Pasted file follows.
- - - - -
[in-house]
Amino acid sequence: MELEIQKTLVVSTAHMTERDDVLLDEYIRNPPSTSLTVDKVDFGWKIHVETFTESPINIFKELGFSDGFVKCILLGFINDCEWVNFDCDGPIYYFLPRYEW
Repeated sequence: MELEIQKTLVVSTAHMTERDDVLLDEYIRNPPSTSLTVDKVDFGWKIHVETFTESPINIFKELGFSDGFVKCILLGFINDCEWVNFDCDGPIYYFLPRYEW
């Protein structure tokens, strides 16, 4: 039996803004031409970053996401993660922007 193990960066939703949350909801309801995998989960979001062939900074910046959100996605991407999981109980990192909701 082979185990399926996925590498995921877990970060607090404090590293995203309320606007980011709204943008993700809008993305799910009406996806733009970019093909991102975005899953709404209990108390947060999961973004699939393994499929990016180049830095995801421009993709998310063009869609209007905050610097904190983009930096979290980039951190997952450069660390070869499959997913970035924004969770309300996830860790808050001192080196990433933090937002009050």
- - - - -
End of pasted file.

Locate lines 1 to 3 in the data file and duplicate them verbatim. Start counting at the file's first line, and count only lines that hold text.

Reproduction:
[in-house]
Amino acid sequence: MELEIQKTLVVSTAHMTERDDVLLDEYIRNPPSTSLTVDKVDFGWKIHVETFTESPINIFKELGFSDGFVKCILLGFINDCEWVNFDCDGPIYYFLPRYEW
Repeated sequence: MELEIQKTLVVSTAHMTERDDVLLDEYIRNPPSTSLTVDKVDFGWKIHVETFTESPINIFKELGFSDGFVKCILLGFINDCEWVNFDCDGPIYYFLPRYEW